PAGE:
Emma Clare Rainforth

Submitted in partial fulfillment of the requirements for the degree of Doctor of Philosophy in the Graduate School of Arts and Sciences

© 2005

Emma Clare Rainforth

All Rights Reserved


From 1836 to 1865, Edward Hitchcock named 94 ichnogenera and 216 ichnospecies (including unjustified emendations), in a total of 269 combinations. After a comprehensive examination of all syntypes, ichnospecies, and ichnogenera, tracing both objective and subjective synonymies, 71 ichnogenera and 185 ichnospecies are valid. It is likely that this number can be reduced significantly in the future by subjective synonymization. Type ichnospecies are designated for six ichnogenera not previously typified. Lectotypes are designated for 75 ichnospecies, all of which had previously (C. H. Hitchcock 1865; Cushman 1904; Lull 1904a, 1915, 1953) had lectotypes invalidly designated. Five neotypes are designated.

Hitchcock’s (1836-1865) classification of Ornithichnites into Leptodactyli and Pachydactyli (slender- and thick-toed respectively) is considered to be a taphonomic rather than biologic division. For trackmaker identification and subsequent biostratigraphic analysis, the Pachydactyli are more useful. The ornithischian Pachydactyli have recently been re-evaluated (Olsen and Rainforth 2003); the theropodan Pachydactyli (Eubrontes ispp.) require major revision and are expected to be valuable for high-resolution biostratigraphy in the Newark Supergroup.

Otozoum moodii (Hitchcock 1847) is one of the classic Connecticut Valley ichnotaxa. It is redescribed, and AC 4/1a re-established as the holotype. O. minus and O. caudatum are synonymized with O. moodii. The syntypes of Kalosauropus pollex are described as O. pollex sp. nov.; K. masitisii is considered a nomen dubium. Cladistic, quantitative, and comparative methods of trackmaker identification suggest that Otozoum was a prosauropod print. In quantitative analyses, only those phalanges likely to contribute to footprint morphology were considered; claws were excluded owing to their variable impression. Several diagnostic characters distinguish Otozoum from Brachychirotherium, Chirotherium, Batrachopus, Tetrasauropus, and Pseudotetrasauropus; these ichnotaxa were probably made by crurotarsans. Otozoum is found primarily in Hettangian strata of the Hartford, Deerfield, and Fundy basins (eastern North America); it is also present in the Early Jurassic Navajo Sandstone (Colorado Plateau, USA) and Clarens Formation (Lesotho). It is unknown in older strata; Triassic material previously referred to Otozoum (including O. grandcombensis) instead belongs in Pseudotetrasauropus. Correlation of sediments and comparison of faunal assemblages, particularly within the Newark Supergroup, suggest that the Otozoum trackmakers were restricted to quite arid environments.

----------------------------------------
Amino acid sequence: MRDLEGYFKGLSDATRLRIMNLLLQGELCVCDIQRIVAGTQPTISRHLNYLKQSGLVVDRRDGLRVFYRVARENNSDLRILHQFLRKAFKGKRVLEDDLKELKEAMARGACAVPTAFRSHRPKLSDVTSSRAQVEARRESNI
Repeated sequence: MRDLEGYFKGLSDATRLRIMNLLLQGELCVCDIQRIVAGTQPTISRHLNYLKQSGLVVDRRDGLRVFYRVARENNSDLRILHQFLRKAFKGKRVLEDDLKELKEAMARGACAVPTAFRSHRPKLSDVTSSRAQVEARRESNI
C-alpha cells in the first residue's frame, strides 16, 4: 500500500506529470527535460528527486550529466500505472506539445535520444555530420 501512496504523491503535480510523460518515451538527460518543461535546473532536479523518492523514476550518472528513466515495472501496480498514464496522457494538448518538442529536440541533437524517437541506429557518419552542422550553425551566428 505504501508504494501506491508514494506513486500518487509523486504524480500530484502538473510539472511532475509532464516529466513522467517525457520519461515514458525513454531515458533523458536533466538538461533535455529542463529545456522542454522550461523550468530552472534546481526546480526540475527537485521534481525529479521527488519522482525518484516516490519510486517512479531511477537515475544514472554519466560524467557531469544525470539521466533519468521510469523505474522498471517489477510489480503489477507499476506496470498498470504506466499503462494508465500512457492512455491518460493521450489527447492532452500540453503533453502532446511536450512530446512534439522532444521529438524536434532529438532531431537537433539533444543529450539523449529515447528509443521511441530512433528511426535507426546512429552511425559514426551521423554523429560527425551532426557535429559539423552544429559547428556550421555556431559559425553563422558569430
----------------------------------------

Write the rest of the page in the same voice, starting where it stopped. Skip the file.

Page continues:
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Front matter
Chapter 1: Introduction to Connecticut Valley Ichnotaxonomy
Chapter 2: Status of the Ichnogenera Ornithichnites, Ornithoidichnites and Eubrontes
Chapter 3: Connecticut Valley Vertebrate Ichnogenera Containing Ichnospecies Named Prior to 1845 and not Referred to Eubrontes
Chapter 4: Connecticut Valley Ichnogenera Based on Ichnospecies Named After 1845
Chapter 5: Status of Connecticut Valley Ichnotaxa Attributed to Non-vertebrates
Chapter 6: Ichnotaxonomic Summary and Future Studies
Chapter 7: The Early Jurassic Ichnogenus Otozoum  (see also Rainforth 2003)
Appendices (1 - Unpublished Amherst College catalogs; 2 - Identity of figured specimens (1836-1865); 3 - Otozoum; 4 - Thenaropus)

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This page last updated on December 20th, 2005.